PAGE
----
Among the aims of this essay is to look into some of the core principles and to explore some ways of their resolution. Perhaps the first question is: What"s the problem?
When one looks directly at the source texts extolling the virtues of the arahant and the bodhisattva, they both appear as extraordinarily noble and fine human aspirations. How wonderful and marvelous that we can develop the heart to such degrees of purity and wisdom! Clearly it is not the ideals themselves that are the root cause of any conflict, rather the cause of the purported problem is people – more specifically the issue of tribalism.
It"s the great "mine field" – it"s through a tragically misguided sense of faithfulness to our origins – this is my team, my tribe, my lineage – that we bring the intricacies of intellect to defend our group. Even to the point of bending the facts and the philosophy for the sake of winning the argument.
Whether the area of dispute involves football teams, family feuds or Buddhist philosophies, the dynamics are identical: First, we seize on a few features of the opposition to criticize and make fun of, then we lose ourselves in the overheated labyrinth of position taking and finally, we miss the reality of what we are contending about.
Even though the intent of an exchange or relationship might be very noble or refined, the emotional tone permeating it can, in contrast, be deeply instinctual, territorial and viscerally aggressive – e.g. arguing about the best way to build a free clinic; the true nature of Christ in relationship to God; the best way to bow or even to chop carrots. We might observe proper standards of etiquette, but the heart has been taken over by the reptile brain.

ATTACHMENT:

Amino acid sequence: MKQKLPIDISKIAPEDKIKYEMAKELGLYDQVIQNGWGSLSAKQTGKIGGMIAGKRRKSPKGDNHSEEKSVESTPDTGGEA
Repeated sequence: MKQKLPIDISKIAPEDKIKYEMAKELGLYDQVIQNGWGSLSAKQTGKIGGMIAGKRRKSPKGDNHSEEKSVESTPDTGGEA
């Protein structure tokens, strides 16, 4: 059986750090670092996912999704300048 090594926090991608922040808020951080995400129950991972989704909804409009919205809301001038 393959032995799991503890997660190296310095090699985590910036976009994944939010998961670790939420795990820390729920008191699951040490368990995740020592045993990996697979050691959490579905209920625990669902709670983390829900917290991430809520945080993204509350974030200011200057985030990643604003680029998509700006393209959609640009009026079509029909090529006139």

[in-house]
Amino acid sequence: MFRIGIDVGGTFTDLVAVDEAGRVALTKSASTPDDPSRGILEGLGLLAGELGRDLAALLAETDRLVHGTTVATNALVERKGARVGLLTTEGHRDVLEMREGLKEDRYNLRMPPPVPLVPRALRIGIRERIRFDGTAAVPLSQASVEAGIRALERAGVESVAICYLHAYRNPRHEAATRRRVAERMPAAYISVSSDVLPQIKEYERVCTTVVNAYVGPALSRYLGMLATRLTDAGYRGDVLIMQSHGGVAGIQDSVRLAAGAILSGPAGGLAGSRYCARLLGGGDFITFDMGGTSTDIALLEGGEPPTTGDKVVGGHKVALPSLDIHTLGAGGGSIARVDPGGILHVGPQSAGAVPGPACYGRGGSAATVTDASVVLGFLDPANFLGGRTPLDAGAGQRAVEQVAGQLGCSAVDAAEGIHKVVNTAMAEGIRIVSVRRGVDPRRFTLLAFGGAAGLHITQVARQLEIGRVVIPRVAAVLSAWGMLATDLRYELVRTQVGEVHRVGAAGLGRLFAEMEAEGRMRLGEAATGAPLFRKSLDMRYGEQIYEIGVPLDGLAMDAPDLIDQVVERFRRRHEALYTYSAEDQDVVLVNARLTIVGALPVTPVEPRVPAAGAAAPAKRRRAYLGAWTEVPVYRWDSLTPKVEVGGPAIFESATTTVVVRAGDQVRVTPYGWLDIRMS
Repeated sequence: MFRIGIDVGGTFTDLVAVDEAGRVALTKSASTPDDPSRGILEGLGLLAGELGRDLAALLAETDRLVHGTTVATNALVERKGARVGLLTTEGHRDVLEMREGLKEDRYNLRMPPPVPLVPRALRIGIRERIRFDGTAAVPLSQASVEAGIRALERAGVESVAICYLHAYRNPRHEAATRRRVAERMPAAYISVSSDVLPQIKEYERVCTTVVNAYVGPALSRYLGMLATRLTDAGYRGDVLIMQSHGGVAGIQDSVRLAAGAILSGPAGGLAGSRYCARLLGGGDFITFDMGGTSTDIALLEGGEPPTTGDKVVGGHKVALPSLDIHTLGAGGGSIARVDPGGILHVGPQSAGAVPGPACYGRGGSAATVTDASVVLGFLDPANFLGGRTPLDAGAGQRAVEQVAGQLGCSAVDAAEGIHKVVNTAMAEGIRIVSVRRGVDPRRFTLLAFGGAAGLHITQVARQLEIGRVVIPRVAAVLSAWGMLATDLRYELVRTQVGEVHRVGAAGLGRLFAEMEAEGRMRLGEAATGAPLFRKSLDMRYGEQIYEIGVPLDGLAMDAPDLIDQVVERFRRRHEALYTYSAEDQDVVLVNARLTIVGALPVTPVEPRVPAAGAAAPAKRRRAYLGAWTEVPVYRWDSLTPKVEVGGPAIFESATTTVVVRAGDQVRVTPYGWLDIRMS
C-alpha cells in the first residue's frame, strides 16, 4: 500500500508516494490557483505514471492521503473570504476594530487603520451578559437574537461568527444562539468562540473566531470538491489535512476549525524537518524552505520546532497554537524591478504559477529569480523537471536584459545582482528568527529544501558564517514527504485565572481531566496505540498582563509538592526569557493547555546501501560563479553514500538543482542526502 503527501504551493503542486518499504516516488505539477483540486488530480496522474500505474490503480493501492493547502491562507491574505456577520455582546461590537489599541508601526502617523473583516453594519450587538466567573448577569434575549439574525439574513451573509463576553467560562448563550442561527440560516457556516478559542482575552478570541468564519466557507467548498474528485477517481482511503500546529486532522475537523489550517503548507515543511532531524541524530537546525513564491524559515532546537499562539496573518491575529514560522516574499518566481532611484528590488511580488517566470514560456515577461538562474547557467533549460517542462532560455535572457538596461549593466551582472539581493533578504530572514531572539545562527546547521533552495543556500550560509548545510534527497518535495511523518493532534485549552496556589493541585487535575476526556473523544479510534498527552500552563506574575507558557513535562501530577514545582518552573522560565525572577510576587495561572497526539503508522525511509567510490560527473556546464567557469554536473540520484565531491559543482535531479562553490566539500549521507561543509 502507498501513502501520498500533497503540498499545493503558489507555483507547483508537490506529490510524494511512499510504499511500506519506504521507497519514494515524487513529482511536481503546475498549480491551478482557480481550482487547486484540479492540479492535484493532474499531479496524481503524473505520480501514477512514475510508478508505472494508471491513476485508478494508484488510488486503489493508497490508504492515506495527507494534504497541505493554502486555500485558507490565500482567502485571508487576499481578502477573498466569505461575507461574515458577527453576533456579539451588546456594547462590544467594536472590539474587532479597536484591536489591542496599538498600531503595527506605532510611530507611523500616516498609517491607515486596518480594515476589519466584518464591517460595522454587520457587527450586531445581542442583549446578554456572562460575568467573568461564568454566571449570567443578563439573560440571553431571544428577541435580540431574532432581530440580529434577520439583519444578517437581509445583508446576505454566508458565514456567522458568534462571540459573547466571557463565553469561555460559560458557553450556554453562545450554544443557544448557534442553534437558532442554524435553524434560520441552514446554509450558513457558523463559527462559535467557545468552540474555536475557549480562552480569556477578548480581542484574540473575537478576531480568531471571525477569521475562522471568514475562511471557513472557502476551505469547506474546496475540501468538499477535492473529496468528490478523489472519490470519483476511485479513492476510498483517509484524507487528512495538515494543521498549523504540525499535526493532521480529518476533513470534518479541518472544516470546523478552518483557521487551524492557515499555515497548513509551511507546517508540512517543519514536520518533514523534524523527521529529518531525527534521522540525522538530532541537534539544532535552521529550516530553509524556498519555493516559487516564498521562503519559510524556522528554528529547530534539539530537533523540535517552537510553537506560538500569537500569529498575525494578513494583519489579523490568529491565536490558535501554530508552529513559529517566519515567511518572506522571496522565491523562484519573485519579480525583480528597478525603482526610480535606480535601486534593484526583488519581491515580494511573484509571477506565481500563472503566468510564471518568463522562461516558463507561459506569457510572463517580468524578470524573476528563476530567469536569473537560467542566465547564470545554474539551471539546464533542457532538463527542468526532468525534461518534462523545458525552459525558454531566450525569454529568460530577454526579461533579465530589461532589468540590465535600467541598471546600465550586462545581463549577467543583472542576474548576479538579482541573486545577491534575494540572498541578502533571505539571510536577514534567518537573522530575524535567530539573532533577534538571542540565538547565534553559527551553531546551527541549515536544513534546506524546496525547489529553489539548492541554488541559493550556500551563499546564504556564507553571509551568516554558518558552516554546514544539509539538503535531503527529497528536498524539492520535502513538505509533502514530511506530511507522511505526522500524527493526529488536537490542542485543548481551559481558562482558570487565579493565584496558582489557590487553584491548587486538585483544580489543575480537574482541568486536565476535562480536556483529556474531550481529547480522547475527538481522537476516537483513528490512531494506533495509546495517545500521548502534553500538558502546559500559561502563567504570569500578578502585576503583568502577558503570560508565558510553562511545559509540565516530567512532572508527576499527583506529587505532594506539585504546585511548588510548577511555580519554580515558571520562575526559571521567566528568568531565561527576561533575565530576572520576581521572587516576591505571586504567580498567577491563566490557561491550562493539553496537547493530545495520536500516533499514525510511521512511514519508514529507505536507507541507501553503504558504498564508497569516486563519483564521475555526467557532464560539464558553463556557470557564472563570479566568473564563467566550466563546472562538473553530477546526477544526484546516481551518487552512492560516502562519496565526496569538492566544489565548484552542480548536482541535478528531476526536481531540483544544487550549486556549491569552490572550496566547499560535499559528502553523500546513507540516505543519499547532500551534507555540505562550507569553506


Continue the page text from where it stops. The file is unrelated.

Most often the real issue is not philosophy, it"s hurt feelings. An amicable spiritual discussion that began around 100 BCE, about different approaches to the Buddhas path of practice, somehow evolved into a bitter rivalry a few centuries later. Mutually critical comments being bandied back and forth, degenerated into derogatory insults until the various factions were “Stabbing each other with verbal daggers,” (to use the Buddhas own phrase) and the stereotyping of the opposing group became a fixed view: anyone who aspires to arahantship must be a selfish nihilist, while all those who take the bodhisattva vows are obviously heretical eternalists.
Many different spiritual traditions tell the tale of the blind men and the elephant (its found in the Pali Canon, for example, at Udana 6.4) Isn"t it revealing that when we hear the story we rarely think of ourselves as one of the blind? We prefer to see ourselves more as the monarch watching the sorry squabbling of the sightless. It"s humbling how easily the heart is pulled into exactly this kind of position taking and deluded certainty, based on our attachment to views and opinions. This is especially true when the heart asserts, “This is not an opinion, it"s a fact!” Even if the "fact" is 100% valid, in conventional terms, if we use it as a point of contention with others, it becomes, as Ajahn Chah would say, “Right in fact, but wrong in Dhamma.”
Sometimes it is devout faithfulness, rather than criticism or condemnation, that drives us into such dualisms. One time, when Ajahn Chah was visiting England, a woman who had had a long involvement with the Thai forest tradition came to see him. She was very humble and sincere, but also very concerned:
“I respect your wisdom and your practice as a monk immensely, but I feel uncomfortable receiving your teachings and taking Refuges and Precepts with you; it makes me feel as though I"m being unfaithful to my teacher, Ajahn Maha Boowa.” Ajahn Chah replied, “I don"t really see what the problem is – Ajahn Maha Boowa and I are both disciples of the Buddha.”
It is in this spirit that we will now endeavor to explore these teachings and traditions. In doing so, we can fully appreciate the broad landscape of the Way of the Buddha through eyes that are “right in Dhamma.”